Japan Is Building A Lift That Will Take You Into Space

Japan Is Building A Lift That Will Take You Into Space

In a few days a team of Japanese researchers will try to make a scientific dream more than 120 years old a reality; connecting Earth to space with an elevator. Still in its infancy, such a concept could only come to life in real conditions by 2050 at best.

French singer Calogero dreamed about it in his famous song ‘En Apesanteur,’ or ‘Weightlessness,’ and this is what Japanese researchers could one day make a reality; boarding a lift to space. As absurd as it may seem, the project could not be more serious. On September 11th, a team from the Faculty of Engineering at Shizuoka University, a coastal city on the Pacific coast of the Japanese archipelago, plans to launch a prototype of a space lift.

The device that these daring Japanese scientists intend to put into orbit consists of two small cubic satellites of about four inches on each side. Between them, a 32-foot steel cable will be stretched, connecting two points of space with a cable car. This crate is a small motorised box two and a half inches long and one inch wide and deep, which would travel in one direction, then in the other, along the cable.

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The first in the world

‘It's going to be the first experiment in the world to test lift movement in space,’ says one of the spokespersons for the Asian university enthusiastically to AFP. A world first that will be conducted with the help of a Japanese H-IIB launcher and, if it ends up being a success, will make this 120 year-old dream a reality.

This dream was conceived for the first time in 1895 by the Russian scientist Konstantin Tsiolkovsky after his visit to the Eiffel Tower. But to bring this concept out of the realm of science-fiction books, which have been popular for decades now, the challenges are daunting. The first of them are material constraints.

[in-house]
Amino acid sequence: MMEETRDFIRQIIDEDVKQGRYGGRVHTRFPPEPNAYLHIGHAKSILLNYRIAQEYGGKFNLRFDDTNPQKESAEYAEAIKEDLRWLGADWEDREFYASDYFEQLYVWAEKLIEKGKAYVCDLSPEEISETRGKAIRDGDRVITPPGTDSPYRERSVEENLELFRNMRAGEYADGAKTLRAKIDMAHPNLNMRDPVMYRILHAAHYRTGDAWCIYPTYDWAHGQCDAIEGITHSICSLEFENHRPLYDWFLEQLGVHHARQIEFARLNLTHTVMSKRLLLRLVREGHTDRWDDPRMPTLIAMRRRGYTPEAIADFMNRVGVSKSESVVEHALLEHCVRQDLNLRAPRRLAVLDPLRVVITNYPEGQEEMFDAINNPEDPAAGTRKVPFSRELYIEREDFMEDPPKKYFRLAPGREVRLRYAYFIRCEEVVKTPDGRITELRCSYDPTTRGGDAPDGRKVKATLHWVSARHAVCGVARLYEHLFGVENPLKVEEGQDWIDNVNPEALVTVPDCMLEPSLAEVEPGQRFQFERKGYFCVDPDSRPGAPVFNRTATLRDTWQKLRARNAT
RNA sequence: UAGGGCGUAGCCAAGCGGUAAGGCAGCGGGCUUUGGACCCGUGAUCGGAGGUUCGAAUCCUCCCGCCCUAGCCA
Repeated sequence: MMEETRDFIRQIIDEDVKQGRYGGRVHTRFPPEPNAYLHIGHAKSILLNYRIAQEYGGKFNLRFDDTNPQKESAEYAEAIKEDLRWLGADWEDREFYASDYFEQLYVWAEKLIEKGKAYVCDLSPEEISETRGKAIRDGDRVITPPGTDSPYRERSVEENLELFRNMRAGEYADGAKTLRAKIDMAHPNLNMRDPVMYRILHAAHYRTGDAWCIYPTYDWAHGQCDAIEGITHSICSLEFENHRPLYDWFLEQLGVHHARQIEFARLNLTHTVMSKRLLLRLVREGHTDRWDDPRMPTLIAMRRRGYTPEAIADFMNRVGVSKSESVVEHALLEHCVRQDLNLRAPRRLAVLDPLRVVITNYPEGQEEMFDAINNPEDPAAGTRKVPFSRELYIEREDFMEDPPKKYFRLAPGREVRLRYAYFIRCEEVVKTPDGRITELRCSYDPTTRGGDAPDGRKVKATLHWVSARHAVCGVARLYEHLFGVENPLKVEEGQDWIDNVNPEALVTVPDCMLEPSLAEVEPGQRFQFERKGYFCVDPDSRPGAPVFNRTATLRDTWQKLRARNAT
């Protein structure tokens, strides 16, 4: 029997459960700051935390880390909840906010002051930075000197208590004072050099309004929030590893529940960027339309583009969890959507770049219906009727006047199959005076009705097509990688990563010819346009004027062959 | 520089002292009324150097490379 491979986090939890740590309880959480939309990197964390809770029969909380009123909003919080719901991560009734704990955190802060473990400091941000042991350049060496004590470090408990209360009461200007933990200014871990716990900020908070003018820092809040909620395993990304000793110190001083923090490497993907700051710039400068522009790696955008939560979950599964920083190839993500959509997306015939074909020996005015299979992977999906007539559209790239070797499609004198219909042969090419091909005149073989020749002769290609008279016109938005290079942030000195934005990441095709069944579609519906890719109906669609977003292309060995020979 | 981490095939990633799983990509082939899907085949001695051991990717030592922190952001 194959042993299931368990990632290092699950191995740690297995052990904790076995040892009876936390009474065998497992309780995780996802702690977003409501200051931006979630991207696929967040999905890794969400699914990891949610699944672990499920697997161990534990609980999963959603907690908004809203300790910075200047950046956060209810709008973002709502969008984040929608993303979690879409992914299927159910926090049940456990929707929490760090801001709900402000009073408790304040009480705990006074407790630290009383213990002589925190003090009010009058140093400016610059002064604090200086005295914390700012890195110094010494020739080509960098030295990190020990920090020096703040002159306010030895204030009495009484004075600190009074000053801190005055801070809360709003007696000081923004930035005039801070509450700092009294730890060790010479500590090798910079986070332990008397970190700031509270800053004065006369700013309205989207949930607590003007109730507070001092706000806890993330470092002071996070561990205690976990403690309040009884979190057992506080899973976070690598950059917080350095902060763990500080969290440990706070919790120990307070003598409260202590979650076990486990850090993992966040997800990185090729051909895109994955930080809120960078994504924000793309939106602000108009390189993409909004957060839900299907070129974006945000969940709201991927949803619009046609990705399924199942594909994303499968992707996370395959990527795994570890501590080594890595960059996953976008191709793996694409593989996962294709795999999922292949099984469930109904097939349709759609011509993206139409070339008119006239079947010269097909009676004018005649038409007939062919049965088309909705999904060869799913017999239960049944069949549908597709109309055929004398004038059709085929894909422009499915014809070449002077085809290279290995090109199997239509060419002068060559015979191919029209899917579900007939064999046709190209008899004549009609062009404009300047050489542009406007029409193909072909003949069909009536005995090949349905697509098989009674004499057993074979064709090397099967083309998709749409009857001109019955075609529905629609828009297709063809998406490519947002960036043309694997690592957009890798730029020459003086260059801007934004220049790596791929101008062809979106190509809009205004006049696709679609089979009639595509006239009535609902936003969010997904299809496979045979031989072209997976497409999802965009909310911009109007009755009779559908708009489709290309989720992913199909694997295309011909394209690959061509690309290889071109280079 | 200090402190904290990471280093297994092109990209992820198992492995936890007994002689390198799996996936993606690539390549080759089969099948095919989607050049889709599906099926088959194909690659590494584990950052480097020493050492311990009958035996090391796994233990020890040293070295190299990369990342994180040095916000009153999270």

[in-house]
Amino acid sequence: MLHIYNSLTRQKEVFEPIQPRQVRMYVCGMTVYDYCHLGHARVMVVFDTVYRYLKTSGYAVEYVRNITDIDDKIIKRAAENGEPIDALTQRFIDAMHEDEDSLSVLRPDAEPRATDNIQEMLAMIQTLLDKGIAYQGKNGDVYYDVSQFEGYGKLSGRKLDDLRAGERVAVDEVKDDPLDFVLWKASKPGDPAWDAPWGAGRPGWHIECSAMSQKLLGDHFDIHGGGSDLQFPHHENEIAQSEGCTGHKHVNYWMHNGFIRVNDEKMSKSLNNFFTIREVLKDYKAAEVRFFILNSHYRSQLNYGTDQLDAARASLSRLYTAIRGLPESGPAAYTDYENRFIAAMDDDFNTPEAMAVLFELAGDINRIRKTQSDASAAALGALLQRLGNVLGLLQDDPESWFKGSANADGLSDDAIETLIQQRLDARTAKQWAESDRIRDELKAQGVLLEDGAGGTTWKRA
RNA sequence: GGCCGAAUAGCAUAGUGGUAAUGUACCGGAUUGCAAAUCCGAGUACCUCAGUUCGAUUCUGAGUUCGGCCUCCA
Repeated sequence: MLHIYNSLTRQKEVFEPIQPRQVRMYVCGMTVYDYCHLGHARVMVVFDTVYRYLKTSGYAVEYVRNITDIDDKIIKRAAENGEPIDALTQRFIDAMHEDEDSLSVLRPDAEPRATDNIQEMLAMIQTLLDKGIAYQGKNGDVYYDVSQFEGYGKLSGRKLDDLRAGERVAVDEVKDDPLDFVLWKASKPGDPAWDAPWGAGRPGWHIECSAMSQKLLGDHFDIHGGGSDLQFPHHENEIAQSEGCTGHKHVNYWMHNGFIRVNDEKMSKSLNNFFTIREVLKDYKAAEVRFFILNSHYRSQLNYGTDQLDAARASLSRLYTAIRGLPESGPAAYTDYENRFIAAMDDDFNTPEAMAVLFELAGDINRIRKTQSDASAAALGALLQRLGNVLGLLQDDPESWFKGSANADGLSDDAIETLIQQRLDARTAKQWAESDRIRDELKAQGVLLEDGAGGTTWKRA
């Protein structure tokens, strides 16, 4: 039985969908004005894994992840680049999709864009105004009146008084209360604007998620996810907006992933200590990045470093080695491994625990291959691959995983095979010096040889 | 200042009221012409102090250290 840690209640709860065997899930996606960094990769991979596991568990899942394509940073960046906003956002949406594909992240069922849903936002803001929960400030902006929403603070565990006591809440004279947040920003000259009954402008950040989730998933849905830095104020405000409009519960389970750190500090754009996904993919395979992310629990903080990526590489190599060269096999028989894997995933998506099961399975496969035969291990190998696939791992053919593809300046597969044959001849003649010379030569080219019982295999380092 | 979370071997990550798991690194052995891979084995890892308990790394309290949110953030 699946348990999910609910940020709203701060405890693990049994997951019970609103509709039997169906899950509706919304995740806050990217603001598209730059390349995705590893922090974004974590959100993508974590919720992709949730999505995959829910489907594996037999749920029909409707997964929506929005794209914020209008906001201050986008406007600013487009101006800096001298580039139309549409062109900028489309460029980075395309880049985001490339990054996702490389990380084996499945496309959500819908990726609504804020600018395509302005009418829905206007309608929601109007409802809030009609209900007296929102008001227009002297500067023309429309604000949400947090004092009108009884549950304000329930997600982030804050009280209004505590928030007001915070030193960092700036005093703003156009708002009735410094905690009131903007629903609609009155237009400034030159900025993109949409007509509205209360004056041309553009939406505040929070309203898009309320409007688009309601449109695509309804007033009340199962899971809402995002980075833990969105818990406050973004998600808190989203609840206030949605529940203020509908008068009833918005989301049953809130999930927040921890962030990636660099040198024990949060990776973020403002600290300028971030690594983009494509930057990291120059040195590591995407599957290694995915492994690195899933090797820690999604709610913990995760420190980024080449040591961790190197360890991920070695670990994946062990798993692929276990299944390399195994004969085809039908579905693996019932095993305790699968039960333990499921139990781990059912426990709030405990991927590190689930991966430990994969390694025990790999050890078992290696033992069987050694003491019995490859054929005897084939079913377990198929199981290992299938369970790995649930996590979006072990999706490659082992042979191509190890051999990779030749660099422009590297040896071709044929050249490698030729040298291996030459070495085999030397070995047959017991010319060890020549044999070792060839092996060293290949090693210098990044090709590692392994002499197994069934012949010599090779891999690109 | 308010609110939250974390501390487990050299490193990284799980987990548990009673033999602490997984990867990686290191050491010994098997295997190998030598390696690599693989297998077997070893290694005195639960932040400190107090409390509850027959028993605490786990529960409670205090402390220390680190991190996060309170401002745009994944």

Capable of resisting against their own weight, they must at the same time be very light. The feather weight will also have to handle the traction of the space elevator’s cable, the centrifugal force generated by the rotation of its mechanisms, as well as the lunar, solar and terrestrial gravitational power. The Earth’s atmosphere also represents a serious threat to the device which will be subject to strong winds at that high of an altitude.

A little patience…

If the experiment panned for a few days time is conclusive, despite all the technical difficulties that could jeopardise its success, then it will be necessary to wait until the 2050s as best to be able to take a seat on a real space lift.

In collaboration with the Japanese manufacturer Obayashi Corp., researchers from Shizuoka University intend, in thirty years time, to place a space station in geostationary orbit, nearly 23,000 miles above our heads. This machine would be directly connected by a carbon nano-tube cable to a floating port 1300 feet in diameter anchored in the Pacific Ocean.

The only problem is that the current technology for manufacturing nano-carbon tubes could not produce the quantities needed to manufacture the huge connecting cable. Another problem, noted by the engineer Keith Henson, are that the considerable forces that the carbon fibres would have to undergo would irremediably make them unwind, just like the nylon mesh on an cheap pair of tights…

The Japanese research team however remains optimistic about the future of the project it has set out to achieve. ‘In theory, a space lift is definitely possible. Space travel could become something very popular in the future,’ said Yoji Ishikawa, an engineer at Shizuoka University. In the meantime, all we can do is hope, and perhaps even sing that Calogero tune!

• Abbie Marshall
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